Dog Anesthesia

What to Know About Anesthesia Before Your Dog Has Surgery

If your dog is scheduled for surgery and undergoing anesthesia, you likely turned to the internet to assuage your fears. We’re glad you found us, as plenty of misinformation floats around online from well-meaning but ill-informed people who fancy themselves a modern-day Dr. Google. At GeniusVets, we believe that pet care information should come directly from veterinarians, which is why we’ve taken frequently asked questions on anesthesia for dogs, sent these questions to renowned veterinarians across the U.S., and compiled their replies to get you the helpful information that you will help soothe your fears about your dog’s upcoming procedure.

While we've sourced all of the dog anesthesia information and recommendations below directly from leading veterinarians across the country, please make sure to seek out the advice of your veterinarian or find a trusted vet near you using the GeniusVets Directory.

What are the different types of anesthesia for dogs?

Anesthesia comes in a few different forms. We think about the initial and pre-anesthetic medications that we administer to calm the pet to help with pain management. There is also induction anesthesia, which brings that dog under anesthesia to be intubated and kept on general anesthesia, which is typically gas anesthesia. And that's delivered by an endotracheal tube. And the pre-anesthetic also helps them wake up more smoothly. By giving those multiple steps along the way, we can provide fewer drugs overall and then, in turn, make that safer for your dog.

When would my dog need anesthesia?

Dogs need anesthesia when they undergo surgery or any other painful procedure where we don't want them to feel that. It could be due to a wound repair if they need stitches, or it could even be dental procedures where we have to do x-rays and require them to have their mouth open for extended periods.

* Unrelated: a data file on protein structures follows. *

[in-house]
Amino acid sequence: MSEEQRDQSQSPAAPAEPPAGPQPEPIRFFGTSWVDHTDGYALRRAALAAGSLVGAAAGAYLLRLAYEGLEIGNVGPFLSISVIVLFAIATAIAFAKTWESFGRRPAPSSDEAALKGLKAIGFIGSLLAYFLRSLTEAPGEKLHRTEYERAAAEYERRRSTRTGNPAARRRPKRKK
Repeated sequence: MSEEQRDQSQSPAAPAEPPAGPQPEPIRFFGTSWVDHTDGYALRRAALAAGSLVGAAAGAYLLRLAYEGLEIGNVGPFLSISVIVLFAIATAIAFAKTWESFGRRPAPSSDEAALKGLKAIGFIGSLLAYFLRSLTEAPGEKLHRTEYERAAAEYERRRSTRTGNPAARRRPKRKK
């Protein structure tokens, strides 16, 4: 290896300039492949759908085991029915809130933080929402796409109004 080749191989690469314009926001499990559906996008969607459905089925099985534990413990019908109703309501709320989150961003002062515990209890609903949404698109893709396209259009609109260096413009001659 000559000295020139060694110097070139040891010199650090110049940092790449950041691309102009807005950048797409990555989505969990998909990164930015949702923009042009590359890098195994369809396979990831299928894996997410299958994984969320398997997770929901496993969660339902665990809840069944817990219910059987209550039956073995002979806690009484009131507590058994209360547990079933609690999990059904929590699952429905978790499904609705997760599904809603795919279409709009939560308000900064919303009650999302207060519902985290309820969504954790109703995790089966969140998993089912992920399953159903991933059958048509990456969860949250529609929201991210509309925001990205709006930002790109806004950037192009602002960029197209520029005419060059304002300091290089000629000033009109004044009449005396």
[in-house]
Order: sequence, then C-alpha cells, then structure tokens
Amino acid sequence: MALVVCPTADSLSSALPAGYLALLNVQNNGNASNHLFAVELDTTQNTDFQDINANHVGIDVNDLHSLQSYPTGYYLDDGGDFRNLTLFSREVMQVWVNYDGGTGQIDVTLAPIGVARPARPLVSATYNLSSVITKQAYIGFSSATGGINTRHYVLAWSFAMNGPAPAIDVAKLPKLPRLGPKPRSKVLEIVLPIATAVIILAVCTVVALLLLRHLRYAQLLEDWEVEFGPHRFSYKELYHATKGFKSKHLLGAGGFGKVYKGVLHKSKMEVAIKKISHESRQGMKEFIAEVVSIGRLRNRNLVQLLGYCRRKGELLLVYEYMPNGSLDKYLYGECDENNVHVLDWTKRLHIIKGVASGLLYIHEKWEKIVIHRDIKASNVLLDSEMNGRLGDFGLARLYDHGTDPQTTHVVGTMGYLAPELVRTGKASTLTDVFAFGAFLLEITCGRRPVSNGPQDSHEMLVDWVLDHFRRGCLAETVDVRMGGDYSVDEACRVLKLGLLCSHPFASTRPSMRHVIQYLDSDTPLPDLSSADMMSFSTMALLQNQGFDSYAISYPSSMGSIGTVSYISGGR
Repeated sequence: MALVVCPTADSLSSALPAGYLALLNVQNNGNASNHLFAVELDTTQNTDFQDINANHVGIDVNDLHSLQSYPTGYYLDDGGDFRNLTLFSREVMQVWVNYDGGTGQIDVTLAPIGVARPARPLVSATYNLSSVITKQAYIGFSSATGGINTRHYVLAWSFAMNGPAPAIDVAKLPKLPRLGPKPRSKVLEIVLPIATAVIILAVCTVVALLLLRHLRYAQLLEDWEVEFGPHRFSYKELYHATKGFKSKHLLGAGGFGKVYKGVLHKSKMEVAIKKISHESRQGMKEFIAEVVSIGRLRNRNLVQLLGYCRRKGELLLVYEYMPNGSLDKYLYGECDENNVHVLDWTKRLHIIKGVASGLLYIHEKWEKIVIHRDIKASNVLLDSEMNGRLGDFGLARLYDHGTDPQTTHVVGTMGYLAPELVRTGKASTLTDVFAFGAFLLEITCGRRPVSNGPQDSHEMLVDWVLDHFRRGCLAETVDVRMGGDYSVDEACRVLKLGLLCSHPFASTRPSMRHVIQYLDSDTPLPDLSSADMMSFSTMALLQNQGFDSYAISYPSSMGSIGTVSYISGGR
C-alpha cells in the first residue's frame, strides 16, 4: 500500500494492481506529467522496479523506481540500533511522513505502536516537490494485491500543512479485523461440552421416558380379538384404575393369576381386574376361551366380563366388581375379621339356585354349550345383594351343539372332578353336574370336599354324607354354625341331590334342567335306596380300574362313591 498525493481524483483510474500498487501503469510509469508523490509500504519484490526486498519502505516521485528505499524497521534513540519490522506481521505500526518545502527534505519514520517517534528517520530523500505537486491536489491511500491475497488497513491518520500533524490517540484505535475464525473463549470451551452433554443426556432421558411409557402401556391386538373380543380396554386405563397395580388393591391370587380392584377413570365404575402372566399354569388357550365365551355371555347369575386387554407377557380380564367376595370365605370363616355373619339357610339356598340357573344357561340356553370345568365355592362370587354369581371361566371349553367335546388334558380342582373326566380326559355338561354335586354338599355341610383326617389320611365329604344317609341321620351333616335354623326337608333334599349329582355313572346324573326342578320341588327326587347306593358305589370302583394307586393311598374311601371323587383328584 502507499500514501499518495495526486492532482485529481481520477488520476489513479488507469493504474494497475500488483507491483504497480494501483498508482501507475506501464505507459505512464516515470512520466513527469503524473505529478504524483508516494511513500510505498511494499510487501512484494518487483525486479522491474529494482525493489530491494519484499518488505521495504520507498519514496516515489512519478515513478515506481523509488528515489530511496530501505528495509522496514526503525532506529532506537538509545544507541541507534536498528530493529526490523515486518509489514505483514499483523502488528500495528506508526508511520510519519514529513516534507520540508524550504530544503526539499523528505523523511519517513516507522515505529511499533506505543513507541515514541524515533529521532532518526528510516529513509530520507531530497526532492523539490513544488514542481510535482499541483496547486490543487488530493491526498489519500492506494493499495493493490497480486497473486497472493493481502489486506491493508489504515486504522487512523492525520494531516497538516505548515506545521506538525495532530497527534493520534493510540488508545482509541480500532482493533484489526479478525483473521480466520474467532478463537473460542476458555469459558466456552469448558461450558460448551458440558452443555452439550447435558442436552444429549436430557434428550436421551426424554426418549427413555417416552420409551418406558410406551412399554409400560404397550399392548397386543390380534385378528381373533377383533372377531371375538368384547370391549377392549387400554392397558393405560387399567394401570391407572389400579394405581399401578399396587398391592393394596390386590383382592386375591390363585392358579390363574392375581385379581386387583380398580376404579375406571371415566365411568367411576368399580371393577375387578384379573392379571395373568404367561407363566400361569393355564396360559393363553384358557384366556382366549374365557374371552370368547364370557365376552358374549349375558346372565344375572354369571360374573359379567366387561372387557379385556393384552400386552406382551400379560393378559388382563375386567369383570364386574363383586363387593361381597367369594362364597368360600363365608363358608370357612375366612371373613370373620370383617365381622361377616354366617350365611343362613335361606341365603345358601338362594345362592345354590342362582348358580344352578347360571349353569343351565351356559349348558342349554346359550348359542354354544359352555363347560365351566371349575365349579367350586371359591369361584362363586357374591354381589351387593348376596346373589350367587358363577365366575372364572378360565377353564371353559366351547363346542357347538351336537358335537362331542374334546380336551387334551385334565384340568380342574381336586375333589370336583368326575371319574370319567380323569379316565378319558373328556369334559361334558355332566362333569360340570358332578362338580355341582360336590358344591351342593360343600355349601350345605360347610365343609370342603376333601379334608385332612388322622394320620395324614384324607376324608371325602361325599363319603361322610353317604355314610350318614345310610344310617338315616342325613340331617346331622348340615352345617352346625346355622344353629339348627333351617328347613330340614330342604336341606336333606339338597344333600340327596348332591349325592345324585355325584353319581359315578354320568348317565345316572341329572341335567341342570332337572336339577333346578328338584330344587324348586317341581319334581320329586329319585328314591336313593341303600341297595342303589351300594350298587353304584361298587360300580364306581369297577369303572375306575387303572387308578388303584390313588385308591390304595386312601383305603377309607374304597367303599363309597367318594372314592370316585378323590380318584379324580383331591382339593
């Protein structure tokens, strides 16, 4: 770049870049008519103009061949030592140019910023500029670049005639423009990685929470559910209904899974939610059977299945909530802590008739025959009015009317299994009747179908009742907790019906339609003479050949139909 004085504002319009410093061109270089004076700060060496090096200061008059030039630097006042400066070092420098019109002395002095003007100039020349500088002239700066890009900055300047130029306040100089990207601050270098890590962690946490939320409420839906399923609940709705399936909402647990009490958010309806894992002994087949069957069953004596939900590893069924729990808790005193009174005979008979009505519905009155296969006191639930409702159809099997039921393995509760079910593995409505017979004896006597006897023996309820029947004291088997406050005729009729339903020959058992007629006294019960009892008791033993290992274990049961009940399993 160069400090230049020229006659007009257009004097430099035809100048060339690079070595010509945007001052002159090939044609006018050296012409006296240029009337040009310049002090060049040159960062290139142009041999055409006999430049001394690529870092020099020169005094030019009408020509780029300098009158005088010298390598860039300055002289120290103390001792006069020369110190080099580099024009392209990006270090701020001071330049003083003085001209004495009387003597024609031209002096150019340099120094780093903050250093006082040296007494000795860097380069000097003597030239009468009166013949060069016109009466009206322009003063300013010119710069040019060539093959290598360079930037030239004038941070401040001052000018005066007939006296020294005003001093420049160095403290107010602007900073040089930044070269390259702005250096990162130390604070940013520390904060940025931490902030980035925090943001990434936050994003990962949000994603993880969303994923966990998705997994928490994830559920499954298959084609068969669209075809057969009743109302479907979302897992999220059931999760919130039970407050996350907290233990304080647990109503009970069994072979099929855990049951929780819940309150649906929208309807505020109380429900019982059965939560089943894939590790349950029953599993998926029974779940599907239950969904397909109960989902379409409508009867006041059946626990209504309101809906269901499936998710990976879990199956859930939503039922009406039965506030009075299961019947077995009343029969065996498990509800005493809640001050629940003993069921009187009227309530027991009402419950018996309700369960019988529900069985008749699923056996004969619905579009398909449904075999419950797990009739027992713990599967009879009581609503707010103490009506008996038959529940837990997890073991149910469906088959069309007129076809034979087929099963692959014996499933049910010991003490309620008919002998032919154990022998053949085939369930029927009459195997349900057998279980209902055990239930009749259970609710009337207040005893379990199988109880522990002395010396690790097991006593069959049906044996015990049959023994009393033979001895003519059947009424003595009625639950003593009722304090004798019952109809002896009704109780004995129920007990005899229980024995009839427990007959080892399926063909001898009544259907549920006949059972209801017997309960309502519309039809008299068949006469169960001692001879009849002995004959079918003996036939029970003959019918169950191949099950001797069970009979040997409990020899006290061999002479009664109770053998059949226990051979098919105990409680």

Are particular dog breeds more sensitive to anesthesia?

The ones most vets think about when it comes to sensitivity to anesthesia are your Sighthounds or Greyhounds. There is a problem that they can have hyperthermia with certain types of sedation or anesthesia. Then we also consider the smushed-face or brachycephalic breeds, like your English bulldog or Pugs, higher risk because of their breathing status before anesthesia. We don’t worry during the procedures as much because they're intubated with the tracheal tube. Still, then afterward, we must monitor the recovery of them breathing in their normal state.

What do I need to know before my dog goes in for an anesthetic procedure?

Most of the time, we will have performed a physical exam on your pet, assessing their risk and completing blood work. We're probably going to ask you to fast your pet, so withhold dog food overnight. You may or may not have the dog on medications prior if it's needed. If so, we'll talk to you about certain medications they need to be on.

What are some of the possible complications of anesthesia that my dog could experience?

When we are anesthetizing a pet, we're taking control of their breathing—we are controlling their heart rate and their blood pressure. So, those are all potential complications if they have any underlying diseases like kidneys, kidney disease, or heart disease, as those conditions would increase their risk.

What monitoring will be done by the veterinary staff to ensure my dog is safe while they are under anesthesia?

The monitoring is very similar to if you and I were to go in to have a procedure.

The things the veterinary team monitors when dogs are under anesthesia are:

  • Heart rate
  • Respiration rate
  • CO2 levels
  • EKG


We also have trained veterinary staff monitoring your pet physically, having their hands on them when needed, and monitoring their temperature because another risk is they can have a low temperature.


What do I need to watch for at home after my dog has had an anesthetic procedure?

We monitor the dogs immediately after sedation or anesthesia until they are recovered enough to go home. The dog might still be a little drowsy or drunk-like, so you want to keep them confined in a safe area where they can't fall off of something or hurt themselves. You also want to limit their activities with other pets, so they aren't overwhelmed by these pets welcoming them home. And there are certain procedures where we administer IV fluids, and so their bladder is going to be full, so they might not be able to hold their bowel movements quite as long.

Washington State University also shared some helpful information on pre and post dog anesthesia. If you have any further questions about your dog undergoing anesthesia, please reach out to your vet. Don’t have one that you trust? We can help you find a competent and compassionate local veterinarian!